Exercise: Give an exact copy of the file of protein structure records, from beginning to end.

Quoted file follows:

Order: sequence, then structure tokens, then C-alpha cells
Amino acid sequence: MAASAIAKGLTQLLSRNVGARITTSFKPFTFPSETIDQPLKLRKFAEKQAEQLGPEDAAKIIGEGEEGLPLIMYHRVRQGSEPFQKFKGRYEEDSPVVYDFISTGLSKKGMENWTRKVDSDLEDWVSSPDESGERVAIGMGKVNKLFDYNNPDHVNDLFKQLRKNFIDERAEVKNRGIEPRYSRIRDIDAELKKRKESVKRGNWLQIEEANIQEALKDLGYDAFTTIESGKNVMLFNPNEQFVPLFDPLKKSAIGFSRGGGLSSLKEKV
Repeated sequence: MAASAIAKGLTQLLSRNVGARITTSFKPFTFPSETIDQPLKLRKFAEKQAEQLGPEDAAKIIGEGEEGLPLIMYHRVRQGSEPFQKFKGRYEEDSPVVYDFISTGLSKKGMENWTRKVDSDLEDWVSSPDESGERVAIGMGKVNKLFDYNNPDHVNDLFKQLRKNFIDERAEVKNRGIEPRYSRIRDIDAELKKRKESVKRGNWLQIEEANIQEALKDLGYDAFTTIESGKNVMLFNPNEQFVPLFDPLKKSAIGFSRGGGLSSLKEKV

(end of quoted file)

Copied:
Order: sequence, then structure tokens, then C-alpha cells
Amino acid sequence: MAASAIAKGLTQLLSRNVGARITTSFKPFTFPSETIDQPLKLRKFAEKQAEQLGPEDAAKIIGEGEEGLPLIMYHRVRQGSEPFQKFKGRYEEDSPVVYDFISTGLSKKGMENWTRKVDSDLEDWVSSPDESGERVAIGMGKVNKLFDYNNPDHVNDLFKQLRKNFIDERAEVKNRGIEPRYSRIRDIDAELKKRKESVKRGNWLQIEEANIQEALKDLGYDAFTTIESGKNVMLFNPNEQFVPLFDPLKKSAIGFSRGGGLSSLKEKV
Repeated sequence: MAASAIAKGLTQLLSRNVGARITTSFKPFTFPSETIDQPLKLRKFAEKQAEQLGPEDAAKIIGEGEEGLPLIMYHRVRQGSEPFQKFKGRYEEDSPVVYDFISTGLSKKGMENWTRKVDSDLEDWVSSPDESGERVAIGMGKVNKLFDYNNPDHVNDLFKQLRKNFIDERAEVKNRGIEPRYSRIRDIDAELKKRKESVKRGNWLQIEEANIQEALKDLGYDAFTTIESGKNVMLFNPNEQFVPLFDPLKKSAIGFSRGGGLSSLKEKV